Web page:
Things That Kill curated by Norman Lundin
“Consider, for example, such varied assassins as leaded water, pills, red meat, too much sun…. Consider, for a moment more, that of the many things that kill, countless are appealingly beautiful as well as lethal, seducing artist and viewer. How to handle these “killers” in such a way that the intended expressive implications are conveyed, is as formidable an artistic challenge as engaging the more overt content implied by the show’s title.” -Norman Lundin
Including work by: Fred Birchman, Brian Blackham, Marsha Burns, Joe Crookes, John Fadeff, Ellen Garvens, Jim Holl, Michael Howard, Amy Huddleston, Caroline Kapp, Dianne Kornberg, Riva Lehrer, Brian Murphy, Elizabeth Ockwell, Anne Petty, Glenn Rudolph, Graham Shutt, Kathy Vargas and Evelyn Woods
September 1 – October 29, 2016
Opening Reception: First Thursday, September 1, 6 – 8pm
Artist Interview #28 Part 2: Elizabeth Ockwell
1. In what way is your work a reflection of the theme “Things That Kill”? Is your work for this show in line with or an exception to your usual way of working?
The work in this show is not like the drawings of late 19th century architecture that I usually show. These are closer to the more private work in my sketchbooks and drawings that I did with my School of the Art Institute of Chicago anatomy students at the Field Museum of Natural History. Dover Beach, the Matthew Arnold poem ends: “….we are here as on a darkling plain Swept with confused alarms of struggle and flight, Where ignorant armies clash by night.” The words Things that Kill brought Arnold’s poem to mind. I decided to reopen a series of drawings that I made in 2000. The series was meant as an elegy for my father, who loved the poem and often read it aloud. It felt appropriate to bring together three things that interest me deeply: drawing the skeleton, handwriting, and maps.
Skeletons of animals that were killed or died, relate to the theme of Things that Kill, but even more directly, the skeleton of the harbor seal, an animal that looks so humorous and friendly in life, has a very clearly carnivorous skull! This skeleton appeared unexpectedly last fall in my local library. It was placed in the library by Seadocs, an organization that concerns itself with the health of littoral regions of Puget Sound. I was delighted to have such a beautiful specimen to draw.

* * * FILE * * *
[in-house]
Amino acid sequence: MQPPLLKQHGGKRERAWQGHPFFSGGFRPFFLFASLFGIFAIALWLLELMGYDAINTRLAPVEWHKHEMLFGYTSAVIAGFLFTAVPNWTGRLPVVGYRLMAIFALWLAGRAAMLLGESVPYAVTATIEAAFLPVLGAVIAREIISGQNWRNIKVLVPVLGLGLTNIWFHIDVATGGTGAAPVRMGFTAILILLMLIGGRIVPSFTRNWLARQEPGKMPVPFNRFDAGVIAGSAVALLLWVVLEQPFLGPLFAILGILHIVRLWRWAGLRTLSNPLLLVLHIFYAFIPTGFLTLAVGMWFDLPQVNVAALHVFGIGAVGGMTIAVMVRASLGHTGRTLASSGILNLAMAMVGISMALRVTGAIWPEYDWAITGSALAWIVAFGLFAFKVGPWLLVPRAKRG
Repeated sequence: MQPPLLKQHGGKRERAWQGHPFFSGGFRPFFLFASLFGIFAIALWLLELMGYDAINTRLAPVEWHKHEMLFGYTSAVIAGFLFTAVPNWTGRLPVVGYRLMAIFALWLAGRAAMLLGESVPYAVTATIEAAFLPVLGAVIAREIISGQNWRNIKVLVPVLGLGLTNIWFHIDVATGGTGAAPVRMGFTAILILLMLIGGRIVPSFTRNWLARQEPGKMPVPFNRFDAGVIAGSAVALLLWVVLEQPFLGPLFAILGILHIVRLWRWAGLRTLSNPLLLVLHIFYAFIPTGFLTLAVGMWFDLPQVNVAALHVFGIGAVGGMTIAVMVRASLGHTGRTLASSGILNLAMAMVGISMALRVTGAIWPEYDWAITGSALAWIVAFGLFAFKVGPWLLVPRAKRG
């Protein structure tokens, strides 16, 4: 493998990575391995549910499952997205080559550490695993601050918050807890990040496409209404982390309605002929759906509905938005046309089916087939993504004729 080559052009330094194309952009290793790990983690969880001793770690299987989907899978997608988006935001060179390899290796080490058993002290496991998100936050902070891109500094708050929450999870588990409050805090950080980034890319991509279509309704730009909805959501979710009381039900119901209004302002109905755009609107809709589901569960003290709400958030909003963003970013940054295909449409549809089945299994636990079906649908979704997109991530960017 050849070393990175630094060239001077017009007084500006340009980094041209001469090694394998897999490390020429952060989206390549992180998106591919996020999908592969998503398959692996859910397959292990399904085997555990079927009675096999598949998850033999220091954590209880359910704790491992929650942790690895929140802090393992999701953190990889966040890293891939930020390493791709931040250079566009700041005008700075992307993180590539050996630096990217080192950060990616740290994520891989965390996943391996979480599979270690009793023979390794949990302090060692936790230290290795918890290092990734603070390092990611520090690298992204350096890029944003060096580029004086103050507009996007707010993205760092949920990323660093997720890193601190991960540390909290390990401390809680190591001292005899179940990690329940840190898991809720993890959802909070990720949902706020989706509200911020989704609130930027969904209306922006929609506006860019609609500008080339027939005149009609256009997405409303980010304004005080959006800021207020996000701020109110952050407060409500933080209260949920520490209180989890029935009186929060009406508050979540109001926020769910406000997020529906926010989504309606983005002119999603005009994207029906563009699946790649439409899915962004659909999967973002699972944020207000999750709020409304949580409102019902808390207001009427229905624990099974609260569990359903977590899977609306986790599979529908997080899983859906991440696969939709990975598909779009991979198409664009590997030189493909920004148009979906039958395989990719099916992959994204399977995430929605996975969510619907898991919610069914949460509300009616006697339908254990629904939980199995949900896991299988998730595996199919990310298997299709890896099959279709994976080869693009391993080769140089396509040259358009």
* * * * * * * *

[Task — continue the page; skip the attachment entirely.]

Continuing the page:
2. How did you approach the subject matter?
I have always liked writing faint little notes to myself on my drawings, but formally combining words and images is more difficult for me because the result often looks self-conscious and stiff. The ink transfer method that I have been using for this series makes drawing and writing feel much the same and smoothes out the difference between images and words.
To make an ink transfer, you roll out etching ink on a large piece of glass, place the paper on the soft wet ink and draw on the back with a broad unpointed pencil. When you lift the paper up, the image is backwards on the back of the paper. The resulting lines are thick and greasy and if you have touched the paper your fingers and hands make prints too. The out-of-control randomness of this works well with the irregular forms of islands and coasts shown on the nautical charts.
This dark, inky, reversed way of drawing is at one with the grief and rage of the poem . It also feels both in tune and in contrast to the violent calligraphy of the landscape recorded and tamed by cartographers.
3. Are there any anecdotal notes that may give insight to a new viewer about your work in “Things that Kill”?
Here are some sketches that I made when I was working on the skeleton of the Rocky Mountain Goat for Dover Beach #1.
Both larger finished drawings are about ¾ life-size. The Rocky Mountain Goat drawing was done on large sheets of tracing paper that I taped to the glass of the vitrine at the Field Museum. I did this because it was hard to see through the glass, but mostly because if I moved around, then I could draw every part of the skeleton straight on without foreshortening the legs and hooves.